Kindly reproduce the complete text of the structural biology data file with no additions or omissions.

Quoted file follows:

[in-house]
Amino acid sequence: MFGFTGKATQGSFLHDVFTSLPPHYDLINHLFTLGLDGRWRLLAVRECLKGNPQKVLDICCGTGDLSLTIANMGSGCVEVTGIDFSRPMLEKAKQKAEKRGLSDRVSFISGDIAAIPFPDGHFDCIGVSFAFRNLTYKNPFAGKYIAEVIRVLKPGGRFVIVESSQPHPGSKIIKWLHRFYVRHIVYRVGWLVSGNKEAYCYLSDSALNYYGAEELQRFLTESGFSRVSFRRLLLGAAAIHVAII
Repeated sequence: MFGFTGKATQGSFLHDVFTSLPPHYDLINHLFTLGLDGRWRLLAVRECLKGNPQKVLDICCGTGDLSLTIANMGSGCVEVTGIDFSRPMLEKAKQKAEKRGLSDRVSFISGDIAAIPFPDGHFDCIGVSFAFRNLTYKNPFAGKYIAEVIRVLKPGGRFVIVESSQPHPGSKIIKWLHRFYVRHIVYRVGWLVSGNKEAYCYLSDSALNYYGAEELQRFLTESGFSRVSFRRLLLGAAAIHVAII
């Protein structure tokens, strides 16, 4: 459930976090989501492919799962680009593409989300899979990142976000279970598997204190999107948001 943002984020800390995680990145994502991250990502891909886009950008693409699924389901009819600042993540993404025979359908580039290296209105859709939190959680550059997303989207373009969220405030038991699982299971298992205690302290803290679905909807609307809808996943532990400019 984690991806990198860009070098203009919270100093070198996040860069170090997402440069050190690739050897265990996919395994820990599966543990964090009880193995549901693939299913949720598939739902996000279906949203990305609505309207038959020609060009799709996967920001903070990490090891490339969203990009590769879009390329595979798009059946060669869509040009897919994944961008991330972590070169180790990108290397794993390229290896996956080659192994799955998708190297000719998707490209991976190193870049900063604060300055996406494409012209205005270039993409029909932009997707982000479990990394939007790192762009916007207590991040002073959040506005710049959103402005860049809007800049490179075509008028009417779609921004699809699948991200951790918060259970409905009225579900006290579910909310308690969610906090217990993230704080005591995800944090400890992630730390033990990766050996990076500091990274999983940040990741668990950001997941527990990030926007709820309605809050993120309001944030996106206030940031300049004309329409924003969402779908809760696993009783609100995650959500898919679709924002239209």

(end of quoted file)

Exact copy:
[in-house]
Amino acid sequence: MFGFTGKATQGSFLHDVFTSLPPHYDLINHLFTLGLDGRWRLLAVRECLKGNPQKVLDICCGTGDLSLTIANMGSGCVEVTGIDFSRPMLEKAKQKAEKRGLSDRVSFISGDIAAIPFPDGHFDCIGVSFAFRNLTYKNPFAGKYIAEVIRVLKPGGRFVIVESSQPHPGSKIIKWLHRFYVRHIVYRVGWLVSGNKEAYCYLSDSALNYYGAEELQRFLTESGFSRVSFRRLLLGAAAIHVAII
Repeated sequence: MFGFTGKATQGSFLHDVFTSLPPHYDLINHLFTLGLDGRWRLLAVRECLKGNPQKVLDICCGTGDLSLTIANMGSGCVEVTGIDFSRPMLEKAKQKAEKRGLSDRVSFISGDIAAIPFPDGHFDCIGVSFAFRNLTYKNPFAGKYIAEVIRVLKPGGRFVIVESSQPHPGSKIIKWLHRFYVRHIVYRVGWLVSGNKEAYCYLSDSALNYYGAEELQRFLTESGFSRVSFRRLLLGAAAIHVAII
């Protein structure tokens, strides 16, 4: 459930976090989501492919799962680009593409989300899979990142976000279970598997204190999107948001 943002984020800390995680990145994502991250990502891909886009950008693409699924389901009819600042993540993404025979359908580039290296209105859709939190959680550059997303989207373009969220405030038991699982299971298992205690302290803290679905909807609307809808996943532990400019 984690991806990198860009070098203009919270100093070198996040860069170090997402440069050190690739050897265990996919395994820990599966543990964090009880193995549901693939299913949720598939739902996000279906949203990305609505309207038959020609060009799709996967920001903070990490090891490339969203990009590769879009390329595979798009059946060669869509040009897919994944961008991330972590070169180790990108290397794993390229290896996956080659192994799955998708190297000719998707490209991976190193870049900063604060300055996406494409012209205005270039993409029909932009997707982000479990990394939007790192762009916007207590991040002073959040506005710049959103402005860049809007800049490179075509008028009417779609921004699809699948991200951790918060259970409905009225579900006290579910909310308690969610906090217990993230704080005591995800944090400890992630730390033990990766050996990076500091990274999983940040990741668990950001997941527990990030926007709820309605809050993120309001944030996106206030940031300049004309329409924003969402779908809760696993009783609100995650959500898919679709924002239209």